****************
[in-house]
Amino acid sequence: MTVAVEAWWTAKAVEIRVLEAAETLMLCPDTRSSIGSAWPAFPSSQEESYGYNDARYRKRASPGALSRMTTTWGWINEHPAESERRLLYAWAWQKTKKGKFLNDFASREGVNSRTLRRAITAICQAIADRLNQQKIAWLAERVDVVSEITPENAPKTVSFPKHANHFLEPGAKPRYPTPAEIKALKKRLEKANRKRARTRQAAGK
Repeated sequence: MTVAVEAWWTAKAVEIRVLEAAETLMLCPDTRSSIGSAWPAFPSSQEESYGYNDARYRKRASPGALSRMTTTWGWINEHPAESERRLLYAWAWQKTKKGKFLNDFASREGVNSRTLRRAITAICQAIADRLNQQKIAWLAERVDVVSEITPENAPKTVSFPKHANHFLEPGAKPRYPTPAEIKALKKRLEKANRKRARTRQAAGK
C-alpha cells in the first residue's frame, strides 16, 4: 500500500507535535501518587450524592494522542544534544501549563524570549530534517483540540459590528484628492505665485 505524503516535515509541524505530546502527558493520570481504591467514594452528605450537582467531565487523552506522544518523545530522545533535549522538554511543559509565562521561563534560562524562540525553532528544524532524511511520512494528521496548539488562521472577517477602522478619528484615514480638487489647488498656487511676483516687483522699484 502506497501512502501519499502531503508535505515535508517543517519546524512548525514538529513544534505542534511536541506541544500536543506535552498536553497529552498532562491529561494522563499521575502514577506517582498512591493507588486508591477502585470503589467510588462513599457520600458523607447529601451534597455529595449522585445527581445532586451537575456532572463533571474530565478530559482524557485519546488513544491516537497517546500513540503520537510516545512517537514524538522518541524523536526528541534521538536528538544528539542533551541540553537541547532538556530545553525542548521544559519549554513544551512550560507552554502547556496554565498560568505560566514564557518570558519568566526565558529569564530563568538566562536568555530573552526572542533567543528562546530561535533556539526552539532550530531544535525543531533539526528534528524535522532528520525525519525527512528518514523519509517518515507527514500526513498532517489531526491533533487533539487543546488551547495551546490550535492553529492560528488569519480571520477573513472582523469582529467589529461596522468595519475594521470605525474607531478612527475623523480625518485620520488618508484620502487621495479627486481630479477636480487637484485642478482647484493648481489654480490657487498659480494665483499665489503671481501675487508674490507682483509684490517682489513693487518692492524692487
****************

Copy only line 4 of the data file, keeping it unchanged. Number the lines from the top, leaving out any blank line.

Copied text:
C-alpha cells in the first residue's frame, strides 16, 4: 500500500507535535501518587450524592494522542544534544501549563524570549530534517483540540459590528484628492505665485 505524503516535515509541524505530546502527558493520570481504591467514594452528605450537582467531565487523552506522544518523545530522545533535549522538554511543559509565562521561563534560562524562540525553532528544524532524511511520512494528521496548539488562521472577517477602522478619528484615514480638487489647488498656487511676483516687483522699484 502506497501512502501519499502531503508535505515535508517543517519546524512548525514538529513544534505542534511536541506541544500536543506535552498536553497529552498532562491529561494522563499521575502514577506517582498512591493507588486508591477502585470503589467510588462513599457520600458523607447529601451534597455529595449522585445527581445532586451537575456532572463533571474530565478530559482524557485519546488513544491516537497517546500513540503520537510516545512517537514524538522518541524523536526528541534521538536528538544528539542533551541540553537541547532538556530545553525542548521544559519549554513544551512550560507552554502547556496554565498560568505560566514564557518570558519568566526565558529569564530563568538566562536568555530573552526572542533567543528562546530561535533556539526552539532550530531544535525543531533539526528534528524535522532528520525525519525527512528518514523519509517518515507527514500526513498532517489531526491533533487533539487543546488551547495551546490550535492553529492560528488569519480571520477573513472582523469582529467589529461596522468595519475594521470605525474607531478612527475623523480625518485620520488618508484620502487621495479627486481630479477636480487637484485642478482647484493648481489654480490657487498659480494665483499665489503671481501675487508674490507682483509684490517682489513693487518692492524692487